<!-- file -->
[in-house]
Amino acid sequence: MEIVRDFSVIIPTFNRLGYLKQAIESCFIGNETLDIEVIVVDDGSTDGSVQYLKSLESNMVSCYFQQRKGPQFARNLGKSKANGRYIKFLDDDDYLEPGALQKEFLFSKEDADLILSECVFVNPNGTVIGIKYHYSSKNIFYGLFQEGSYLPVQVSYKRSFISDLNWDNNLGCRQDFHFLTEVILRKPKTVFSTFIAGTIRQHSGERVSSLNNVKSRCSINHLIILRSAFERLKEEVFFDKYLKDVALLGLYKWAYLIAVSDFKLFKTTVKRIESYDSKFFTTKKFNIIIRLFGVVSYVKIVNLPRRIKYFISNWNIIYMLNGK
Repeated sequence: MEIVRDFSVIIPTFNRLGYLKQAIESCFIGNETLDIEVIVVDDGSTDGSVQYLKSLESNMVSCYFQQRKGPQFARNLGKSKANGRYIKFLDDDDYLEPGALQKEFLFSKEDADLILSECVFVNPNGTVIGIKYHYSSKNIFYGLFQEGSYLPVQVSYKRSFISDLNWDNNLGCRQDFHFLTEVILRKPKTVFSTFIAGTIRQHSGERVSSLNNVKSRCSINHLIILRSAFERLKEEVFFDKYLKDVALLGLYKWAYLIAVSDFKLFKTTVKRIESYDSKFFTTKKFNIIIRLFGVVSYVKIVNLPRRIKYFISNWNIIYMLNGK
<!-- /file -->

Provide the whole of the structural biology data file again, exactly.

[in-house]
Amino acid sequence: MEIVRDFSVIIPTFNRLGYLKQAIESCFIGNETLDIEVIVVDDGSTDGSVQYLKSLESNMVSCYFQQRKGPQFARNLGKSKANGRYIKFLDDDDYLEPGALQKEFLFSKEDADLILSECVFVNPNGTVIGIKYHYSSKNIFYGLFQEGSYLPVQVSYKRSFISDLNWDNNLGCRQDFHFLTEVILRKPKTVFSTFIAGTIRQHSGERVSSLNNVKSRCSINHLIILRSAFERLKEEVFFDKYLKDVALLGLYKWAYLIAVSDFKLFKTTVKRIESYDSKFFTTKKFNIIIRLFGVVSYVKIVNLPRRIKYFISNWNIIYMLNGK
Repeated sequence: MEIVRDFSVIIPTFNRLGYLKQAIESCFIGNETLDIEVIVVDDGSTDGSVQYLKSLESNMVSCYFQQRKGPQFARNLGKSKANGRYIKFLDDDDYLEPGALQKEFLFSKEDADLILSECVFVNPNGTVIGIKYHYSSKNIFYGLFQEGSYLPVQVSYKRSFISDLNWDNNLGCRQDFHFLTEVILRKPKTVFSTFIAGTIRQHSGERVSSLNNVKSRCSINHLIILRSAFERLKEEVFFDKYLKDVALLGLYKWAYLIAVSDFKLFKTTVKRIESYDSKFFTTKKFNIIIRLFGVVSYVKIVNLPRRIKYFISNWNIIYMLNGK